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Response: Frailty assessment in the COVID-19 pandemic
  1. Christian Labenz,
  2. Jörn M Schattenberg,
  3. Marcus-Alexander Wörns,
  4. Martin F Sprinzl
  1. Department of Internal Medicine I, University Medical Center of the Johannes Gutenberg-University, Mainz, Germany
  1. Correspondence to Dr Christian Labenz, Department of Internal Medicine I, Johannes Gutenberg Universitat Universitatsmedizin, Mainz 55131, Germany; christian.labenz{at}

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Dear Editor,

We would like to thank Ng Cheong Chung and colleagues for their important comment on our recent manuscript demonstrating the ability of the Clinical Frailty Scale (CFS) to predict the need for mechanical ventilation and duration of hospital stays in German patients with COVID-19.1 The authors raise important points and we take the opportunity to respond herein.2

Frailty is a complex condition that is characterized by the loss of functional reserve as well as a decline in cognitive function. The development of frailty in a patient is multifaceted—including body constitution and even sociocultural factors. Therefore, the comment on measures of frailty like the CFS and their relevance in different ethnic groups is well made.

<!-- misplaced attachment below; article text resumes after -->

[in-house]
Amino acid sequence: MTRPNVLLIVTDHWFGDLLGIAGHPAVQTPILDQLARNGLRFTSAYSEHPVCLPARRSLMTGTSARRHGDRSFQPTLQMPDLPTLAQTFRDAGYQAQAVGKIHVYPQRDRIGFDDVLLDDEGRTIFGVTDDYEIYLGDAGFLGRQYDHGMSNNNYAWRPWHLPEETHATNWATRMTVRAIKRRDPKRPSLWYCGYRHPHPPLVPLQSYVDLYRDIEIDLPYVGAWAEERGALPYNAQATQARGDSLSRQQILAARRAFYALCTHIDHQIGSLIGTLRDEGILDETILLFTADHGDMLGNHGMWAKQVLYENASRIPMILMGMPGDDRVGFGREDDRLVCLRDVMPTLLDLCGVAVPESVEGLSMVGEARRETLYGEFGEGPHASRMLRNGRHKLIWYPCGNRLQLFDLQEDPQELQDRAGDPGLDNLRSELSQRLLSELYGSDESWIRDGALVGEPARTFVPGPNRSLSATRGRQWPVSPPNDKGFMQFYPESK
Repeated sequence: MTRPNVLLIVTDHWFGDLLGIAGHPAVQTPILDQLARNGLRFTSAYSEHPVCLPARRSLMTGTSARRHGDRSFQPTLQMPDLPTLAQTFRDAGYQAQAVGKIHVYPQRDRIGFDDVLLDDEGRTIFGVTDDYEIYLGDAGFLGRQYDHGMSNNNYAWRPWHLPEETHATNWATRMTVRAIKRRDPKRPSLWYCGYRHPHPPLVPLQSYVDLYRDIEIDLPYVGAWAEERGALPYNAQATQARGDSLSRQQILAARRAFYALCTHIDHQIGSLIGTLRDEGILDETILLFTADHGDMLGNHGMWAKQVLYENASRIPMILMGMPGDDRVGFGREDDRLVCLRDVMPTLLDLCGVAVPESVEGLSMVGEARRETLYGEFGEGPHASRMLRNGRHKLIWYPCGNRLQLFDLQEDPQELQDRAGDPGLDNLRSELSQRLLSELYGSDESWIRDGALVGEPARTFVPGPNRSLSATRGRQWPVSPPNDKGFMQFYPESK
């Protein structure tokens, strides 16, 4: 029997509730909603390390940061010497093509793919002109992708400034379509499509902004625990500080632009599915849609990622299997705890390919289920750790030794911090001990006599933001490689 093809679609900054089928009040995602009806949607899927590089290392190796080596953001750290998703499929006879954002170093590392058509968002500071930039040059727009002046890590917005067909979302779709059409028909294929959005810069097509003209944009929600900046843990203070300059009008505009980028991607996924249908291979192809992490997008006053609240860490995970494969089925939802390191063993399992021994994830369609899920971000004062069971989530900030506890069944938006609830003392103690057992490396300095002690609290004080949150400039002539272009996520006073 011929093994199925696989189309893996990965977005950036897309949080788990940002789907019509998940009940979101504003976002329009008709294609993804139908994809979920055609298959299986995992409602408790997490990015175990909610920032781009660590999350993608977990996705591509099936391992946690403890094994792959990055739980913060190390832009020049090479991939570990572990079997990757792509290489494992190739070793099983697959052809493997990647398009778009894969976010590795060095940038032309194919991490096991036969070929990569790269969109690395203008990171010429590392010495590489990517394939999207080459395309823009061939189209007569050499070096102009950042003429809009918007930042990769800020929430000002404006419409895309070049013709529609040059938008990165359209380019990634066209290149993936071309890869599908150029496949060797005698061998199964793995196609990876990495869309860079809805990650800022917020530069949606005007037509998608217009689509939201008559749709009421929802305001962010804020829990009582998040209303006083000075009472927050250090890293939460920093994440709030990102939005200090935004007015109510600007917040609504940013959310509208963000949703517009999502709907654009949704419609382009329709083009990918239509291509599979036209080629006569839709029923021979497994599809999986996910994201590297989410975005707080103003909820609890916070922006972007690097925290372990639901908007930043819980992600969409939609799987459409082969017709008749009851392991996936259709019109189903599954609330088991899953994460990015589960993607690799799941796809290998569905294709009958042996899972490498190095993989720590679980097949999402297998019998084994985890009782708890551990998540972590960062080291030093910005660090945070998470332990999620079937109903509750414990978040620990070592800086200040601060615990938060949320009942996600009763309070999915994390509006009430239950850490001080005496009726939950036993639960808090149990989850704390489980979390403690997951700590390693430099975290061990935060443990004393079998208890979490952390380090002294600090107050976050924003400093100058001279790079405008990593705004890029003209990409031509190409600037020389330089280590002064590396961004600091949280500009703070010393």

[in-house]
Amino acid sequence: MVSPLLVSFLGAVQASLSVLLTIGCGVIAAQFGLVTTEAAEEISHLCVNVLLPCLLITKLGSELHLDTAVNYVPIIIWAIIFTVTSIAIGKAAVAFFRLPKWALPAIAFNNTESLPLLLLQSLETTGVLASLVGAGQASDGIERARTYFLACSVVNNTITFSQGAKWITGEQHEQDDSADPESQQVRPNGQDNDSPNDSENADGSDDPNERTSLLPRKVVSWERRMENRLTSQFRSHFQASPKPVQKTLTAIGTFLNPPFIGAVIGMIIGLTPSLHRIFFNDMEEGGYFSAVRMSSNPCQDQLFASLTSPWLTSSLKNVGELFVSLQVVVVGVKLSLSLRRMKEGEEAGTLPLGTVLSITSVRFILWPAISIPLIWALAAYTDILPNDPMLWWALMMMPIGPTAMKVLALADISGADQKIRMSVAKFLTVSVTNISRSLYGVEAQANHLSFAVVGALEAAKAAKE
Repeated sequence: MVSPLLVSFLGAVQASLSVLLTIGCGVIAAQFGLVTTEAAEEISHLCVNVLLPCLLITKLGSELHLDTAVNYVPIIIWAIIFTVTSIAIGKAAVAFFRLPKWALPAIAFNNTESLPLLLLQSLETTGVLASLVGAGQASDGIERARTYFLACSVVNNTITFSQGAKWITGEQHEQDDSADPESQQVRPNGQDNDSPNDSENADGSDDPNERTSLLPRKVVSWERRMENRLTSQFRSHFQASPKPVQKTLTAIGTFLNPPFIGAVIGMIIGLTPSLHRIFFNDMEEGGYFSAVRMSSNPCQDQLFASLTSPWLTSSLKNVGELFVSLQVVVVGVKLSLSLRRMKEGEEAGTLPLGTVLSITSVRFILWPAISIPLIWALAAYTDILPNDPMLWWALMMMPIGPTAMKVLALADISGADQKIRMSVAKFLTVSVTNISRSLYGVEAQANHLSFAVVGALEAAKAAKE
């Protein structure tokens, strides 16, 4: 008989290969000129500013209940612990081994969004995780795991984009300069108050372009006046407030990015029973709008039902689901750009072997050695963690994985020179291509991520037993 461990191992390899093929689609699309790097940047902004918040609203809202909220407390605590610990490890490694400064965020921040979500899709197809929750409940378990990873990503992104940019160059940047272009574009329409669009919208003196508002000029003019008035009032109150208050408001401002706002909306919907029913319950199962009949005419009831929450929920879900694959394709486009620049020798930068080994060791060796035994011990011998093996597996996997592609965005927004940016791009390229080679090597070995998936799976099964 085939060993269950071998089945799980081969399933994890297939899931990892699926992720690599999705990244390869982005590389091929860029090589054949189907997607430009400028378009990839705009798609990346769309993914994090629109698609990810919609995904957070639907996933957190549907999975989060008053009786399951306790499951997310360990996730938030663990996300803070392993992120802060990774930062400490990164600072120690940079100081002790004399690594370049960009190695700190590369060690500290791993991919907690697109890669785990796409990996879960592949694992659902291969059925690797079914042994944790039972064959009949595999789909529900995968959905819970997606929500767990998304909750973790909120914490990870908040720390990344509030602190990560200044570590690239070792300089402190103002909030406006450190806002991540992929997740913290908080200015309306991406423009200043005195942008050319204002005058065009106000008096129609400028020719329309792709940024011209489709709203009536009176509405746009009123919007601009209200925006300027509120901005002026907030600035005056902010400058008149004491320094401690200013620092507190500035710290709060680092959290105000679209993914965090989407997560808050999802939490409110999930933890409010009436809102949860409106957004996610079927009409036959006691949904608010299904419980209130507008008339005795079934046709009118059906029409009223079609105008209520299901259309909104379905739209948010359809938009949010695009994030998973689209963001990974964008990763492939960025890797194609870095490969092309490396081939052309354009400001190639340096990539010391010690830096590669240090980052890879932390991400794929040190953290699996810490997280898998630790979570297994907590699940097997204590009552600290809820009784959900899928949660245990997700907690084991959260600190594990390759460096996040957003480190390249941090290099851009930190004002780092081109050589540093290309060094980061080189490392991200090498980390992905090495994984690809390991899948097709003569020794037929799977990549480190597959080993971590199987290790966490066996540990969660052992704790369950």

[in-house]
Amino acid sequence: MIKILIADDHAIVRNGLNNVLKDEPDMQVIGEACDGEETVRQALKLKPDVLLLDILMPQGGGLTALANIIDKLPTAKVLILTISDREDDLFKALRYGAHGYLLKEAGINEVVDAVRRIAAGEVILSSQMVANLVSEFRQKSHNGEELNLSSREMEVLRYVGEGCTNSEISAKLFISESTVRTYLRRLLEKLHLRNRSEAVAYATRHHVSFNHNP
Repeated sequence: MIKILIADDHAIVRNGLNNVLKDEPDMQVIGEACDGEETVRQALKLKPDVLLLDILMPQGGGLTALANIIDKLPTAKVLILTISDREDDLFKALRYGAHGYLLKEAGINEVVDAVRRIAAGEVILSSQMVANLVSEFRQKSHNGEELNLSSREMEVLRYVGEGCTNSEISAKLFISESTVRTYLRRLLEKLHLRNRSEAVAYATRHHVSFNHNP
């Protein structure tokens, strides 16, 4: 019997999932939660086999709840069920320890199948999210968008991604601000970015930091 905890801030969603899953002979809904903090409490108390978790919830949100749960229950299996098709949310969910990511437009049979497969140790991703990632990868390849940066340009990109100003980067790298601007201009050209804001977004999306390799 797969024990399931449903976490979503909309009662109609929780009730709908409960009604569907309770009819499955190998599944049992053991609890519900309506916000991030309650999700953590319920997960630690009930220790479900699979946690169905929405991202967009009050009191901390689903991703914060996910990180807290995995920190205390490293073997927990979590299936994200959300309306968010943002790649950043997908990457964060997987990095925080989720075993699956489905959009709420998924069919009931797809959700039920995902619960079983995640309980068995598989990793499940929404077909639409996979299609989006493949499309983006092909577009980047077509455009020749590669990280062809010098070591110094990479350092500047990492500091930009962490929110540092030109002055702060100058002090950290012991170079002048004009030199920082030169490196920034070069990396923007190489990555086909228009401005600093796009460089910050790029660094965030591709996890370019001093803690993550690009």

Recent evidence supports that the presence of comorbidities is strongly associated with a worse prognosis in patients suffering from COVID-19.3 4 That is why we chose to include the Charlson Comorbidity Index (CCI) as a measure of comorbidity burden in our multivariable models to demonstrate the independent impact of higher CFS levels on the outcome of our patients.1 Higher CCI scores have proven value in predicting higher mortality in patients with COVID-19 as discussed in the Letter to the Editor.5 We agree and expect that an adjustment according to the underlying comorbidity or a weighing of one comorbidity over another would likely further strengthen the current analysis. However, the small sample size limits the applicability of this approach. The same holds true for the inclusion of different laboratory values into the models since the inclusion of additional parameters could have resulted in overfitting.

The recently published COPE (COVID-19 in older people) study of 1564 patients with COVID-19 by Hewitt et al 6 strongly highlights the predictive value of the CFS. Particularly, this study considered multivariable models for various parameters, including C reactive protein, diabetes mellitus, arterial hypertension or impaired renal function, which confirmed CFS as an independent predictor of mortality and longer time until hospital discharge.

Taken together, the current evidence underlines that the CFS is predictive of outcomes in patients with COVID-19 outperforming age or comorbidities by themselves. Finally, CFS is readily available to guide prompt clinical decision making at the time of patient admission under resource-limited circumstances.



  • Contributors All authors contributed equally to the conceptualization, drafting and writing of the manuscript.

  • Funding The authors have not declared a specific grant for this research from any funding agency in the public, commercial or not-for-profit sectors.

  • Competing interests None declared.

  • Patient consent for publication Not required.

  • Provenance and peer review Commissioned; internally peer reviewed.

Linked Articles

  • Letter to the editor
    Kenneth Jordan Ng Cheong Chung Vijay Kunadian